Every day, the American Red Cross assists people who face emergencies. We secure food and lodging for the family struck by a home fire. We provide cleanup supplies to the couple whose basement was flooded. We give the child who has lost everything the immediate psychological care she needs and a toy to call her own. Once basic needs are met, we begin guiding each family through the next steps to recovery.

The American Red Cross, Eastern Pennsylvania Region responds to over 1,200 disasters each year—a majority of these are home fires.  A home fire can strike anywhere, anytime. Fires often leave families without their homes and personal belongings and in many cases, cause serious injury and even death.

In October 2014, the Red Cross launched the Home Fire Campaign which is a multi-year program aimed at reducing fire deaths and injuries by 25 percent.  Teams visit homes and install free smoke alarms while educating each family on fire safety.

We are able to do this with the help of our generous partners.  Businesses throughout the region who value the local impact and global reach of the Red Cross, join as Ready 365 Giving Circle members.  These companies have a commitment to our mission and are ready to help save lives- 365 days a year.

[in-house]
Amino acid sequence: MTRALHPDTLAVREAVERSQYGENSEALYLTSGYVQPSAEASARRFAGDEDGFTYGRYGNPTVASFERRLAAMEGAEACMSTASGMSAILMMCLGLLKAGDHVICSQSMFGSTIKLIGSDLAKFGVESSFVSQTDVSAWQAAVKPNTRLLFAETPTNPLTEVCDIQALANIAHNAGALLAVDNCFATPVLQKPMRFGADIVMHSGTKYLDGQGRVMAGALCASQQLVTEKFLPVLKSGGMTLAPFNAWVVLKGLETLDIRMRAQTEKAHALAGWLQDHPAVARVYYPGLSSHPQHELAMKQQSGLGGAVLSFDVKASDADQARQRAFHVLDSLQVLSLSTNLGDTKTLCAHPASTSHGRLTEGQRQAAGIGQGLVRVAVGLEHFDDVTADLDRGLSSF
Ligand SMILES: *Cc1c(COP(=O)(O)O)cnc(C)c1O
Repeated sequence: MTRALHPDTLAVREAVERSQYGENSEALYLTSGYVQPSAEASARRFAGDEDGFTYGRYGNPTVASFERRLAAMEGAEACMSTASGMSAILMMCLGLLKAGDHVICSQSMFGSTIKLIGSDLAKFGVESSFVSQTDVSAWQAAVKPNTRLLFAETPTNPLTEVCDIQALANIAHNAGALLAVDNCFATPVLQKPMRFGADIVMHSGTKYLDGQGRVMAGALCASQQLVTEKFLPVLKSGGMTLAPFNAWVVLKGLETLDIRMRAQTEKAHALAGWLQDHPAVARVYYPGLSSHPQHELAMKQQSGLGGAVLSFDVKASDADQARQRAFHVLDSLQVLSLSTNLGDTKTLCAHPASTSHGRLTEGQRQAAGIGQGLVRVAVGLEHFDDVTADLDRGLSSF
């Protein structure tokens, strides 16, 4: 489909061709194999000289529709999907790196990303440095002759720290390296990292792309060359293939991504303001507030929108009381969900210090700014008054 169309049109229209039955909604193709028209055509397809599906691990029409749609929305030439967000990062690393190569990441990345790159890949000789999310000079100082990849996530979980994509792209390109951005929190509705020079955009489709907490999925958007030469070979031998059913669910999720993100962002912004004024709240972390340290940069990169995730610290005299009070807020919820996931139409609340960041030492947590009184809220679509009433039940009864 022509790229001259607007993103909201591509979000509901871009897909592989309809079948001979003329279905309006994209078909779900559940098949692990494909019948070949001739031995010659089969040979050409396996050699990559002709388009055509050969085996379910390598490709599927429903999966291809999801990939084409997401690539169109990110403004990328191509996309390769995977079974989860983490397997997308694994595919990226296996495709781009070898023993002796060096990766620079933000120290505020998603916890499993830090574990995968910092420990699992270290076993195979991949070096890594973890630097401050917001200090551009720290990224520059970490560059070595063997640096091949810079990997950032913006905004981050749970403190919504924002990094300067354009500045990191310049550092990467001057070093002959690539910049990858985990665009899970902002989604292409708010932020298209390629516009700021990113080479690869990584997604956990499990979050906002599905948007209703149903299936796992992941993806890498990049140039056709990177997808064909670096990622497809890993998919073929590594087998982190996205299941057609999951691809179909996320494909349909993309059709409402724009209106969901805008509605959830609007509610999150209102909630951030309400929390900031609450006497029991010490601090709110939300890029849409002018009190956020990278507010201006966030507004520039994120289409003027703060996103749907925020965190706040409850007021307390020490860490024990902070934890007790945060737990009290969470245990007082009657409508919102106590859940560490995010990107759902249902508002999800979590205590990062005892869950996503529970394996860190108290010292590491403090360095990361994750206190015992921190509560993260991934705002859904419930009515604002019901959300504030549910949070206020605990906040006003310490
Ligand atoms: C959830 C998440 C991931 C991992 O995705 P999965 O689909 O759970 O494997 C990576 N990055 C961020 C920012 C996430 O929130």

For over 100 years in Eastern Pennsylvania, we have prevented and relieved suffering, one day at a time serving thousands of people across our footprint and will continue to do so for the next 100 years.  From small towns to large cities, wherever people live, they have one thing in common—they know where to turn when disaster strikes.

Thank you to our Ready 365 partners:

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Last year, our Ready 365 partners helped us to:

  • Respond to 1,225 disasters in Eastern Pennsylvania.
  • House 1050 people at Red Cross House–The Center for Disaster Recovery
  • Provide direct assistance to 5,499 people affected by disaster.
  • Install over 6,400 smoke alarms.

Thank you for your continued support. The generosity of all our partners empowers us to provide comfort and care where it’s needed most—365 days a year.

For more information on becoming a Ready 365 Giving Circle member, contact Natalie Reznik at or call 215-405-8828.

Visit our webpage to see a list of all our sponsors.

The images of devastation left behind by Superstorm Sandy in 2012 are unforgettable. The scenes of flooding, damage, and loss were seen throughout the northeast, including in the Lehigh Valley. But while the human toll may be what comes to mind when thinking about a natural disaster like Superstorm Sandy, there is also a big toll on businesses.

In fact, according to the Insurance Information Institute, up to 40 percent of businesses affected by a disaster close their doors, never to reopen. Many of those are small businesses.